About Radol’ca

When I first visited Slovenia on holiday in 2006, I came on a cycling trip to Radovljica. I immediately fell in love with the small, medieval old town and especially the views from towards the Jelovica plateau and the Julian Alps.

When I decided to move to Slovenia in 2007, I initially set out on a journey around the Gorenjska region to decide where to base myself in order to be reasonably close to Ljubljana, where I was due to be working, but also within close proximity to the countryside and mountains, in order to be able to easily pursue my passion for hiking and cycling, and to enjoy the peace and quiet away from the hustle and bustle of city life.

Despite visiting several other areas, Radovljica was always the one that stuck out for me as it has a little of everything: It’s not too big but also not too small and occupies an idyllic location on the broad plains nestled between the Karavanke range, the Jelovica plateau and the Julian Alps. The motorway is on the doorstep but not obtrusively so. There’s a cinema, an Olympic-size swimming pool, a medical centre, numerous cafes and restaurants, and a small but sufficient range of shops. The medieval old town centre is one of the three best preserved of its kind in Slovenia and, most importantly for me, there are endless places to walk, hike, cycle and enjoy nature.

Radol’ca is the name for the tourist area which includes the largest town, Radovljica, and the surrounding villages of Lesce, Begunje, Kropa, Kamna Gorica, Brezje as well as other smaller settlements such as Mosnje, Podnart, Ljubno and Lancovo.

Below I have listed just some of the highlights and things to see and do for visitors to the area:

* Radovljica old town – the frescoed renaissance and gothic townhouses in Linhart Square, the Radovljica Manor housing the Museum of Apiculture and the Municipal Museum, the Šivec House Gallery, St. Peter’s Church, the Town Moat (the only of its kind in Slovenia). Find out more about Radovljica here – http://www.radolca.si/en/radovljica/

* Begunje – The home of Slavko Avsenik, the pioneer of Slovene popular folk music, the Avsenik Restaurant and Museum. St. Ulrich’s Church, Katzenstein Mansion and Park, the ruins of Kamen Castle, the Drava Valley – the start point for numerous hikes in the Karavanke mountains. Begunje is also home to the headquarters of Elan, the world renowned innovative sports manufacturer. More information can be found here – http://www.radolca.si/en/begunje/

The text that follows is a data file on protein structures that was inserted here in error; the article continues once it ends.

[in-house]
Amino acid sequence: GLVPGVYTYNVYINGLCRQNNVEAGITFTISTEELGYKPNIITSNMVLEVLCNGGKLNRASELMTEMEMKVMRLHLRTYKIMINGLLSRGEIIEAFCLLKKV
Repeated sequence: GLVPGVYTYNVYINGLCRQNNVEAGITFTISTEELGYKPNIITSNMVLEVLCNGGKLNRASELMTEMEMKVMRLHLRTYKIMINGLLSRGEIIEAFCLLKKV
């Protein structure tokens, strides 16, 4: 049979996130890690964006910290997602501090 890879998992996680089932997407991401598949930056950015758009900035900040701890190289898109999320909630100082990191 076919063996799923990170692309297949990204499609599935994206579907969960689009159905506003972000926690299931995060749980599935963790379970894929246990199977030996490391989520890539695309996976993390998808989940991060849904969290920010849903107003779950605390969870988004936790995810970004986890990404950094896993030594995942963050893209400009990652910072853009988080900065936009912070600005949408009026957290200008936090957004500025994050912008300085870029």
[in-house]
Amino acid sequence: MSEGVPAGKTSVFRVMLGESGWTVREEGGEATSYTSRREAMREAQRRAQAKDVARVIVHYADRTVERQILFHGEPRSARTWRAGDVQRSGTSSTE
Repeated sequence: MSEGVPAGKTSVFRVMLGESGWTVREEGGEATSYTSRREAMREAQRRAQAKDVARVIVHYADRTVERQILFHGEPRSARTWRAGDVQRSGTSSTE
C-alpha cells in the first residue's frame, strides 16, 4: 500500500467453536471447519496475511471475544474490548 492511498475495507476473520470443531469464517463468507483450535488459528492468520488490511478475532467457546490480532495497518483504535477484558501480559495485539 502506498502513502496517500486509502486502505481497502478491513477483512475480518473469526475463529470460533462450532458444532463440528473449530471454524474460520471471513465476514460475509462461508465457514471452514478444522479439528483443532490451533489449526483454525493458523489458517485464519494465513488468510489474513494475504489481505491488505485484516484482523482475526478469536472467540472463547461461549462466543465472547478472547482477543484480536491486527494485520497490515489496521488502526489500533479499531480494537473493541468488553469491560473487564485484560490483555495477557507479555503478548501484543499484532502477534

* Brezje – Most known for its Basilica of Mary Help of Christians. It is one of, it not the, most renowned pilgrimage destinations in Slovenia. Visit the Canticle of the Sun Museum or walk the Path of Peace. More information can be read here – http://www.radolca.si/en/brezje/

* Kropa – This quaint village is nestled snuggly beneath the Jelovica plateau and is known as the cradle of iron-forging in Slovenia. Visit the Iron-Forging Museum, the Vice Spike Forge, hike up to the Vodiška highland. Read more about Kropa here – http://www.radolca.si/en/kropa/

Radovljica is also just 7kms from the popular tourist town of Bled, with its famous lake, island and fairytale castle.

ACCOMMODATION

A variety of accommodation is available in the Radol’ca area, including tourist farms, apartments, small boutique hotels, guest houses, bed & breakfasts, private houses and camping.

The Radol’ca Accommodation Catalogue with full details can be found here – http://www.radolca.si/db/radolca/file/accommodation%20catalogue.pdf

 

 

 

 

 

2 thoughts on “About Radol’ca

  1. Adèle, i just found your blog. My husband and I have discovered Slovenia in 2008 and wanted very much to come back and live in this country. We are hikers originally from California and would love to meet with you on hiking trips sometimes. We will be in Slovenia in March looking for a house to rent and if possible we could meet each other for an outing when settled.

    • Hello Carine, Thanks for your message. It’s nice to hear you have discovered my blog.
      As much as I love living here, I must admit I usually try and discourage people from moving here unless they have won the lottery, have a good pension pot, or have a guaranteed offer of reliable work. It’s really not an easy place to making a living otherwise so I’m hoping/presuming you fall into one of these 3 categories! Feel free to keep in touch and let me know how you get on! Regards, Adele

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